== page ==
|The MyDoom-S worm poses as a collection of funny photographs.|
Worm attempts to open backdoor to allow hackers access to infected computers
Experts at Sophos have warned users to be wary of unsolicited emails claiming to contain funny photographs, after the latest variant of the MyDoom worm (W32/MyDoom-S) was spammed to internet users around the world. If innocent computer users open the email attachment they run the risk of the worm opening a backdoor which will allow hackers to gain remote access to the PC.
The MyDoom-S worm (also known as Ratos) arrives in an email with the following characteristics:
Subject line: photos
Message text: LOL!;))))
Attached file: photos_arc.exe
"Companies should educate their users to practise safe computing - that includes never opening unsolicited email attachments and discouraging the sending and receiving of joke files and funny photographs and screensavers," said Graham Cluley, senior technology consultant for Sophos. "This worm feeds on people's habit to willingly accept 'humorous' content on their desktop computer, but they could be putting their entire company's data at risk."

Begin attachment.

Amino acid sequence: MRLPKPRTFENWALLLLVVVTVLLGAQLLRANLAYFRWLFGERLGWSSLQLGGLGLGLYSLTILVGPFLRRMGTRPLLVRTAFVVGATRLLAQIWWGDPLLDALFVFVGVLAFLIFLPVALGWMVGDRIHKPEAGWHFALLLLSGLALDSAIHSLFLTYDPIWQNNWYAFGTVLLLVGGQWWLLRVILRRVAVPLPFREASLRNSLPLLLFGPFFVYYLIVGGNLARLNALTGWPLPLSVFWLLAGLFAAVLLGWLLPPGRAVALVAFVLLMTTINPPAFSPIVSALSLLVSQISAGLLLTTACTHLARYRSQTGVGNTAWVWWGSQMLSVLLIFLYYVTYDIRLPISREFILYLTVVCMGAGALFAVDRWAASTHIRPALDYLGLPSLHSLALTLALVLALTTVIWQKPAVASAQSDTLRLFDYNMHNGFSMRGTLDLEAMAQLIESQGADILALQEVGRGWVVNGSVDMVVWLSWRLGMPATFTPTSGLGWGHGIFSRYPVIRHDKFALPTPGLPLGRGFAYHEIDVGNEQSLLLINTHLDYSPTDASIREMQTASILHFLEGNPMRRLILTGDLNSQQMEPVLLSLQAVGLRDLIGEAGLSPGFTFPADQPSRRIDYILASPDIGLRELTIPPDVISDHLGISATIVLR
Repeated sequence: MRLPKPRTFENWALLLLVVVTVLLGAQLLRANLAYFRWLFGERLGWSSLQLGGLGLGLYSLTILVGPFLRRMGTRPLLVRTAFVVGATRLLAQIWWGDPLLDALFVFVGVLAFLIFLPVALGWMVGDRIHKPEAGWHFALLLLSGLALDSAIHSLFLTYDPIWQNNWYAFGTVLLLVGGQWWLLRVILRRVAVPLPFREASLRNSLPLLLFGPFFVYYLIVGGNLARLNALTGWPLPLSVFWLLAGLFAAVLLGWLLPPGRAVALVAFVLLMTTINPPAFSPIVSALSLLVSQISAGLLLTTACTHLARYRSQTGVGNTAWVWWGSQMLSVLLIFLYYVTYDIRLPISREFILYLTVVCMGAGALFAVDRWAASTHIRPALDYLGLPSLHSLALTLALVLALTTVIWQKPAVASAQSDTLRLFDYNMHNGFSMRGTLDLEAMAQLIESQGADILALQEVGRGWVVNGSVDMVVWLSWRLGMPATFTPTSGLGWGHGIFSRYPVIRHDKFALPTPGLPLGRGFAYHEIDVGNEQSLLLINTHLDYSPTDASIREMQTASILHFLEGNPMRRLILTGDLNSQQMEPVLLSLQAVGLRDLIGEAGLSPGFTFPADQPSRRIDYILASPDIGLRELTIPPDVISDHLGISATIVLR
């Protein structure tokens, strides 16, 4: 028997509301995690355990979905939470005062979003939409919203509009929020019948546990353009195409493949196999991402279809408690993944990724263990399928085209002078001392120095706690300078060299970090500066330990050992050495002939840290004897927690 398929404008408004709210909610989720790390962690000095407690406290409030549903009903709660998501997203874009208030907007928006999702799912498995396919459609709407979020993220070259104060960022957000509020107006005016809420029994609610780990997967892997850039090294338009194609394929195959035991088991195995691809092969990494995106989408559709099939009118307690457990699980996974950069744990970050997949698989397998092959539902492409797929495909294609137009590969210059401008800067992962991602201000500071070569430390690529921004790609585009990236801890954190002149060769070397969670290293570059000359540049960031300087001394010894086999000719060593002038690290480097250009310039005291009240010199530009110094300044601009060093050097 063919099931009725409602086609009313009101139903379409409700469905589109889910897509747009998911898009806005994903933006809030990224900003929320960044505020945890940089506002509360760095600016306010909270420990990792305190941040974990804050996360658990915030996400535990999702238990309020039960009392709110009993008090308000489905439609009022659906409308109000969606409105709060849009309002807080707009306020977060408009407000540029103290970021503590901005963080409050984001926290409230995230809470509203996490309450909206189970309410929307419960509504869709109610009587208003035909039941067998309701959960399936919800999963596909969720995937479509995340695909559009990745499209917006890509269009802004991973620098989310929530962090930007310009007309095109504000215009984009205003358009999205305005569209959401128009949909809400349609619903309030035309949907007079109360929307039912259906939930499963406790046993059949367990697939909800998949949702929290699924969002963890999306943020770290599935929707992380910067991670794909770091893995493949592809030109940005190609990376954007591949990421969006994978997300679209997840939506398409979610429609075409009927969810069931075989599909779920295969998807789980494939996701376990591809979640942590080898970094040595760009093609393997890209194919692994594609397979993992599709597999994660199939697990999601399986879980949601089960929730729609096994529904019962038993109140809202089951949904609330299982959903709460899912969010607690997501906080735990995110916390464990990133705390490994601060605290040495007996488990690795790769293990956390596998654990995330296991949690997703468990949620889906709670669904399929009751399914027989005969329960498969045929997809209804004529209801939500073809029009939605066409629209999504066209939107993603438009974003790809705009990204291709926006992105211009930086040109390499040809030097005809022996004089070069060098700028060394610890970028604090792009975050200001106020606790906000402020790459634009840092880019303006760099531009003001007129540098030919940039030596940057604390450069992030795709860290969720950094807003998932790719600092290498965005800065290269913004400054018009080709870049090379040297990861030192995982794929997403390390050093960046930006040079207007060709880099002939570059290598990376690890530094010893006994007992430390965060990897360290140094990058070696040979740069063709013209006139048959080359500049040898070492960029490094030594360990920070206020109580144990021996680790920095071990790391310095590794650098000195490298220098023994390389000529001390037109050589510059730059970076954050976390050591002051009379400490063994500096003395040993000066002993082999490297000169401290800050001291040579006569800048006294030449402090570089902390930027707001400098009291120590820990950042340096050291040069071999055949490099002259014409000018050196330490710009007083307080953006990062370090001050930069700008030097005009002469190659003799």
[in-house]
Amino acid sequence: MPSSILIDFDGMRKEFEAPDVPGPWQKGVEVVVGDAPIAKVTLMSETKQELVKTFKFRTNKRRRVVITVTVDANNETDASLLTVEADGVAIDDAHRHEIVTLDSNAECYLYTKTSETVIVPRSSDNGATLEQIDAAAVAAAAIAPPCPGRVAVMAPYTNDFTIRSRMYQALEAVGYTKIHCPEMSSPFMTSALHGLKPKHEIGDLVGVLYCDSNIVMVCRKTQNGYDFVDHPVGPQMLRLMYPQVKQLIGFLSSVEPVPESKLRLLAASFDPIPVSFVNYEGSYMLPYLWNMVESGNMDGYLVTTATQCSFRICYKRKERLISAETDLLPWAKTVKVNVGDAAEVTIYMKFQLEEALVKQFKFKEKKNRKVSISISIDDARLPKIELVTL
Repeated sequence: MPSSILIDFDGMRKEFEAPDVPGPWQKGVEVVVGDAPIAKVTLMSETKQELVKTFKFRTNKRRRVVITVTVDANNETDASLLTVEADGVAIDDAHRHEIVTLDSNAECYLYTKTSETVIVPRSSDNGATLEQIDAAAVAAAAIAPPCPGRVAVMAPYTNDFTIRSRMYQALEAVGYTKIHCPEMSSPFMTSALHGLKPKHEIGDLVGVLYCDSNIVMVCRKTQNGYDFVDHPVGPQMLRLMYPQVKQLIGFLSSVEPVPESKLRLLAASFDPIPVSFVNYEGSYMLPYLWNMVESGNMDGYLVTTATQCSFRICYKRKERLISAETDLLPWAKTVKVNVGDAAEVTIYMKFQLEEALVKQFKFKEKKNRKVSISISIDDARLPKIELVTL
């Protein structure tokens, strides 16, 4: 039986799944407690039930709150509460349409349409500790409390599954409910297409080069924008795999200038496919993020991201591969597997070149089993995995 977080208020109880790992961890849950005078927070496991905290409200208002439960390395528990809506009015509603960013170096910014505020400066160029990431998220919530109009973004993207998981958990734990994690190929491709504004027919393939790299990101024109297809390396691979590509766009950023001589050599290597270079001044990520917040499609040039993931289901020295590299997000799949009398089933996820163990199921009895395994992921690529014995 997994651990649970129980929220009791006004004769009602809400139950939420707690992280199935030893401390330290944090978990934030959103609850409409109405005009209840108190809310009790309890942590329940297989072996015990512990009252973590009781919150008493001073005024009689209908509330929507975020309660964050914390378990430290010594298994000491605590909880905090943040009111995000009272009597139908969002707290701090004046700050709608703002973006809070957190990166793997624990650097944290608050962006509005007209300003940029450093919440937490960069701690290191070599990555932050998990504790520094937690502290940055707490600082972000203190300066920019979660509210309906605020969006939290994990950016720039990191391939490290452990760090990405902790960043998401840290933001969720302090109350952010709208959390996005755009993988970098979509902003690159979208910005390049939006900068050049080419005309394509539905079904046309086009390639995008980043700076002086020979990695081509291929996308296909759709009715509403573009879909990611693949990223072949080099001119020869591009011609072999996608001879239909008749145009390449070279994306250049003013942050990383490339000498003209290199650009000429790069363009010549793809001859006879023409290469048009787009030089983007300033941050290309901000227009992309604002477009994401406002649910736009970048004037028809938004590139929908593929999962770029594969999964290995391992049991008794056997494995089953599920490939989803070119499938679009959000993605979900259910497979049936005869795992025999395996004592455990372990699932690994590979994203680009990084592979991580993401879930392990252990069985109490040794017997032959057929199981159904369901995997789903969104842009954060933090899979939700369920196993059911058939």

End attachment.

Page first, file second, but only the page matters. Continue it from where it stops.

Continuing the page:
Sophos issued protection against the W32/MyDoom-S worm at 06:43 GMT on 16 August 2004. Customers using Enterprise Manager, PureMessage or the Sophos small business solutions were automatically protected at their next scheduled update.
Sophos recommends companies protect their email with a consolidated solution to thwart the virus and spam threats as well as secure their desktop and servers with automatically updated anti-virus protection.
"All companies should consider blocking executable content from the outside world at the email gateway," continued Cluley.
Sophos reminds the internet community that both Microsoft and SCO have issued substantial rewards totalling $500,000 for information which leads to the successful conviction of those behind the MyDoom worm.
Sophos is headquartered in Boston, US and Oxford, UK. More information is available at www.sophos.com.